In the fourth and final chapter, Jones studies several examples of radical pastoral from the Elizabethan period. Elizabethan authors resurrected the ploughman figure for a diverse array of religious and literary purposes. As Jones shows, different authors were able to mobilize the ploughman for very different ends: “Piers shifts … to a more complex religious context in which he must be more specifically the icon not of all Protestants but some forms of Protestantism amongst others” (141). Jones spends most of the chapter demonstrating this case with connection to the Marprelate controversy. A section on Pierce Penniless explains Thomas Nashe’s response to Martin Marprelate as a parody of radical pastoral, with the ploughman’s plainness converted into the hypocritical greed of “Dame Niggardize.” After several chapters that chart the valorization of the ploughman figure in his various incarnations, it is unexpected and refreshing to see this discussion of Nashe. The final section connects the presence of Piers Plowman in A Knack to Know a Knave with the work’s status as an early anti-Puritan play. Jones concludes, “Piers became, in the shadow of the Marprelate controversy, a figure who almost embodies religious controversy itself: a powerful icon for political and religious idealism and identity- formation which is necessarily combative and oppositional, and can be used with equal freedom and ingenuity by opposing sides of the same debate” (168).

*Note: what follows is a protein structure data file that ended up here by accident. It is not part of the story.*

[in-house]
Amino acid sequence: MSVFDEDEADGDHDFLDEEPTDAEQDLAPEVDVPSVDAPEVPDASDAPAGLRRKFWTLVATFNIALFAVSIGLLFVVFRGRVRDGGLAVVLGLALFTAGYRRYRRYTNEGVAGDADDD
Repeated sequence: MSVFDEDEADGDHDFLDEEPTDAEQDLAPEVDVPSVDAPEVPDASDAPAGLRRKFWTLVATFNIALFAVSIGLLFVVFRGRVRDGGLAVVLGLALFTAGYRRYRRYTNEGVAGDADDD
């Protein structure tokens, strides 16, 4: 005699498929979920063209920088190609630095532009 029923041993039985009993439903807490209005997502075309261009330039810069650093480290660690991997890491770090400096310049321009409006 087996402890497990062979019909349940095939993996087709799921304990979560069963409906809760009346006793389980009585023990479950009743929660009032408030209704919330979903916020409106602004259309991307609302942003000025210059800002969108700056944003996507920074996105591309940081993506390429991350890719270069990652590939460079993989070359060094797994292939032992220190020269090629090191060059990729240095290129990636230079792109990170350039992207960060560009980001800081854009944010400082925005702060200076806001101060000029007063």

A reader may be forgiven for wanting Jones’s book to engage further with other studies of pastoral literature or to articulate a fuller justification for the category “radical pastoral.” The book’s title seems to set up expectations that the author is very quick to defuse. Jones takes up the topic in the opening pages of his preface, explaining that he “view[s] the field of medieval and Tudor religious literature … as not benefitting from our division of it into generic categories which might exclude or elide important parts of it” (3). Apart from listing Helen Cooper (Pastoral: Mediaeval into Renaissance), Paul Alpers (What is Pastoral?), and Annabel Patterson (Pastoral and Ideology: Virgil to Valery) in an early footnote, Jones entirely brackets considerations of genre and mode. Instead, he looks to William Empson as a precedent, specifically his expansion of the term from “an obviously Virgilian tradition” to other forms of “proletarian literature.” Rather than wrestling with Empson, whose definition of pastoral is as notoriously inclusive as it is widely influential, Jones bypasses “an extended defence” of his methodological and terminological choice (3). Jones is generally consistent about his application of the term “radical pastoral,” but one wonders if “pastoral” is really only a convenient placeholder here, one largely disconnected from the word’s primary meaning in literary criticism. Important voices like Patrick Cullen and Harry Berger Jr. are entirely absent, while Louis Montrose receives a single footnote within a brief discussion of Spenser’s Shepheardes Calender in the opening section of Chapter 4. Even David Norbrook, whose own discussion of political, Protestant pastoral in Poetry and Politics in the English Renaissance is presumably an important predecessor to Jones’s “radical pastoral,” appears only briefly in a consideration of Edwardian poetics at the beginning of the final chapter.